Introducing JsQuickFix

Fans of PHPDeveloper.org (@phpdeveloper) or the PHPQuickFix (@phpquickfix) news feeds to keep up with some of the latest things in the PHP community, but looking for something a bit more on the Javascript side are in luck.

To compliment the PHPQuickFix site/twitter account, I’ve started up a Javascript-centric feed of hand-picked items I find in my reading that look useful/interesting/are more than just fluff – JsQuickFix (and @jsquickfix on Twitter).

This uses the same setup I have for the PHPQuickFix feed:

  • using GimmeBar as a data source
  • a simple PHP script to generate an RSS feed of the latest assets
  • Twitterfeed to pull the latest from this feed and post to Twitter

I use the Chrome extension that adds a GimmeBar icon to my toolbar and makes adding new links to these services a few simple clicks away.

To accomplish this, though, I had to shift over to using Collections instead of just pointing it at my main GimmeBar Public feed. Here’s the two collections that will grow in the future:

Enjoy! :)

Gimme Bar+TwitterFeed+PHP = One-click Syndication

I recently set up a new Twitter account that shares links to some of the smaller stories I come across in my news reading for PHPDeveloper.org called @phpquickfix. I recently had started playing with Gimme Bar more and wondered how easy it’d be to set it up as a backend repository for some links. Thanks to some hints from other blog posts, it was super easy to set up a “one click syndication” system that combines Gimme Bar, Twitterfeed and a little bit of PHP.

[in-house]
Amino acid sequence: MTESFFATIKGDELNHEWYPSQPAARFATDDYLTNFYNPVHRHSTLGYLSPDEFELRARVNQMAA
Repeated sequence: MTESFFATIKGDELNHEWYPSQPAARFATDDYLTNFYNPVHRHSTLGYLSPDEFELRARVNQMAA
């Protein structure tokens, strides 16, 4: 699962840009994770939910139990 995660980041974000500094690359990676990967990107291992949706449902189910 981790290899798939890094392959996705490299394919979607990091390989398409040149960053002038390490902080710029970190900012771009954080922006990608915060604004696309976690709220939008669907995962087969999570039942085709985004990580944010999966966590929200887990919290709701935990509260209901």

Here’s how it’s set up:

  • I have an account for the PHP Quick Fix over on Gimme Bar here. I use their Chrome extension (and sometimes the bookmarklet) to grab the pages that I want to add.
  • There’s a little PHP script I put together that does a few things – first, if the cached json from the Gimme Bar feed is out of date, it grabs it and wgets the latest from their API. Then it parses this json and outputs it as a simple RSS feed. You can see the result here.
  • Finally, we add Twitterfeed into the mix – it pulls from the RSS feed and posts it to Twitter automatically.

The end result is a system where I can click “Gimme the Page” to my public collection and let the services do the rest. There’s no automation in the link selection – it’s all chosen with my own “human aggregation system”. I think it’s a pretty simple solution to the problem – plus it has the added benefit of making a good collection of hand-picked PHP resources for anyone to pull from.

UPDATE: You can also directly access the PHP Quick Fix posts over on it’s feed: http://phpquickfix.me/feed.